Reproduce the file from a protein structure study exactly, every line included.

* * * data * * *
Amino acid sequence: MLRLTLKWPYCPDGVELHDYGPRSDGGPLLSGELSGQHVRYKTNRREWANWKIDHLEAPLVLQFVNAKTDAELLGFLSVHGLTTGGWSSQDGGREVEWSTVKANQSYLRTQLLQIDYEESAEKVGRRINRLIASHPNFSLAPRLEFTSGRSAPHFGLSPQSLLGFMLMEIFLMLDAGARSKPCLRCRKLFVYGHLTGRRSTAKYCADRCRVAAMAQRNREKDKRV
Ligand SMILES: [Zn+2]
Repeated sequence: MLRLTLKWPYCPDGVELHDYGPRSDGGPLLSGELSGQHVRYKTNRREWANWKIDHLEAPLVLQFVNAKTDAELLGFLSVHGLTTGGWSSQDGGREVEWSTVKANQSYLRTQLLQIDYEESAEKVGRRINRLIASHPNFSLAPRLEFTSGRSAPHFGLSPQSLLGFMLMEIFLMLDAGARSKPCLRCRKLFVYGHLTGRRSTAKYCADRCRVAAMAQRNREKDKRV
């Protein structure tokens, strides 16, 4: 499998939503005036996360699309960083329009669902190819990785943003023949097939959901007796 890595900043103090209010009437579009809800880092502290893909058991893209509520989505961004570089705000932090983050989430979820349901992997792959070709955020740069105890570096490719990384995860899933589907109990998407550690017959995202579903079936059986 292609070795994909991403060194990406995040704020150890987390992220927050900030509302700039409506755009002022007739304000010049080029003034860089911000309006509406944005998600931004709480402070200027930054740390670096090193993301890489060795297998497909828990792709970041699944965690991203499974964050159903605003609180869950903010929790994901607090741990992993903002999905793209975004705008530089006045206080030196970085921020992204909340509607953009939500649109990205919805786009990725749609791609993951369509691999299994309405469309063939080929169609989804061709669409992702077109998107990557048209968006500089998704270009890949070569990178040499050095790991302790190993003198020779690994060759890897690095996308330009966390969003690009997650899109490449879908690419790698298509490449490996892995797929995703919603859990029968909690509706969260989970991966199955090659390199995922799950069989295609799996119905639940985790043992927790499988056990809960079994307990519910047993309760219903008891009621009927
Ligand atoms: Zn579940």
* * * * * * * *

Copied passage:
Amino acid sequence: MLRLTLKWPYCPDGVELHDYGPRSDGGPLLSGELSGQHVRYKTNRREWANWKIDHLEAPLVLQFVNAKTDAELLGFLSVHGLTTGGWSSQDGGREVEWSTVKANQSYLRTQLLQIDYEESAEKVGRRINRLIASHPNFSLAPRLEFTSGRSAPHFGLSPQSLLGFMLMEIFLMLDAGARSKPCLRCRKLFVYGHLTGRRSTAKYCADRCRVAAMAQRNREKDKRV
Ligand SMILES: [Zn+2]
Repeated sequence: MLRLTLKWPYCPDGVELHDYGPRSDGGPLLSGELSGQHVRYKTNRREWANWKIDHLEAPLVLQFVNAKTDAELLGFLSVHGLTTGGWSSQDGGREVEWSTVKANQSYLRTQLLQIDYEESAEKVGRRINRLIASHPNFSLAPRLEFTSGRSAPHFGLSPQSLLGFMLMEIFLMLDAGARSKPCLRCRKLFVYGHLTGRRSTAKYCADRCRVAAMAQRNREKDKRV
């Protein structure tokens, strides 16, 4: 499998939503005036996360699309960083329009669902190819990785943003023949097939959901007796 890595900043103090209010009437579009809800880092502290893909058991893209509520989505961004570089705000932090983050989430979820349901992997792959070709955020740069105890570096490719990384995860899933589907109990998407550690017959995202579903079936059986 292609070795994909991403060194990406995040704020150890987390992220927050900030509302700039409506755009002022007739304000010049080029003034860089911000309006509406944005998600931004709480402070200027930054740390670096090193993301890489060795297998497909828990792709970041699944965690991203499974964050159903605003609180869950903010929790994901607090741990992993903002999905793209975004705008530089006045206080030196970085921020992204909340509607953009939500649109990205919805786009990725749609791609993951369509691999299994309405469309063939080929169609989804061709669409992702077109998107990557048209968006500089998704270009890949070569990178040499050095790991302790190993003198020779690994060759890897690095996308330009966390969003690009997650899109490449879908690419790698298509490449490996892995797929995703919603859990029968909690509706969260989970991966199955090659390199995922799950069989295609799996119905639940985790043992927790499988056990809960079994307990519910047993309760219903008891009621009927
Ligand atoms: Zn579940």